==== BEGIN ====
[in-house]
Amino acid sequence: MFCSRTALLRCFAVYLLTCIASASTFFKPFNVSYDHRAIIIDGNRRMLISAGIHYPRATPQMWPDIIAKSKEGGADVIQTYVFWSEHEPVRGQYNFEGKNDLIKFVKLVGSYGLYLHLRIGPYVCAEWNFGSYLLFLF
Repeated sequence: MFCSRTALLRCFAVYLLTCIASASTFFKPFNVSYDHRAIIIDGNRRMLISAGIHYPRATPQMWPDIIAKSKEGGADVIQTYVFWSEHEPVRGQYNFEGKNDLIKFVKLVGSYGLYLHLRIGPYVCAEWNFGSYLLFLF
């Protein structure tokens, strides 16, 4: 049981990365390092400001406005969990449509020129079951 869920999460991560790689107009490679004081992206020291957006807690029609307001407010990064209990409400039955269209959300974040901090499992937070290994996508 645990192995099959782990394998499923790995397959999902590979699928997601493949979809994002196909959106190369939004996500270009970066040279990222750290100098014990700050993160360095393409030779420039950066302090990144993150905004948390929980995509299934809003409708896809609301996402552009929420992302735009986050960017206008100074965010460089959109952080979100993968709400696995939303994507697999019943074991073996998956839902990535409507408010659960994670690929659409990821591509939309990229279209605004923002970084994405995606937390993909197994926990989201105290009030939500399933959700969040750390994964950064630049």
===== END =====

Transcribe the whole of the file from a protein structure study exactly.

[in-house]
Amino acid sequence: MFCSRTALLRCFAVYLLTCIASASTFFKPFNVSYDHRAIIIDGNRRMLISAGIHYPRATPQMWPDIIAKSKEGGADVIQTYVFWSEHEPVRGQYNFEGKNDLIKFVKLVGSYGLYLHLRIGPYVCAEWNFGSYLLFLF
Repeated sequence: MFCSRTALLRCFAVYLLTCIASASTFFKPFNVSYDHRAIIIDGNRRMLISAGIHYPRATPQMWPDIIAKSKEGGADVIQTYVFWSEHEPVRGQYNFEGKNDLIKFVKLVGSYGLYLHLRIGPYVCAEWNFGSYLLFLF
């Protein structure tokens, strides 16, 4: 049981990365390092400001406005969990449509020129079951 869920999460991560790689107009490679004081992206020291957006807690029609307001407010990064209990409400039955269209959300974040901090499992937070290994996508 645990192995099959782990394998499923790995397959999902590979699928997601493949979809994002196909959106190369939004996500270009970066040279990222750290100098014990700050993160360095393409030779420039950066302090990144993150905004948390929980995509299934809003409708896809609301996402552009929420992302735009986050960017206008100074965010460089959109952080979100993968709400696995939303994507697999019943074991073996998956839902990535409507408010659960994670690929659409990821591509939309990229279209605004923002970084994405995606937390993909197994926990989201105290009030939500399933959700969040750390994964950064630049």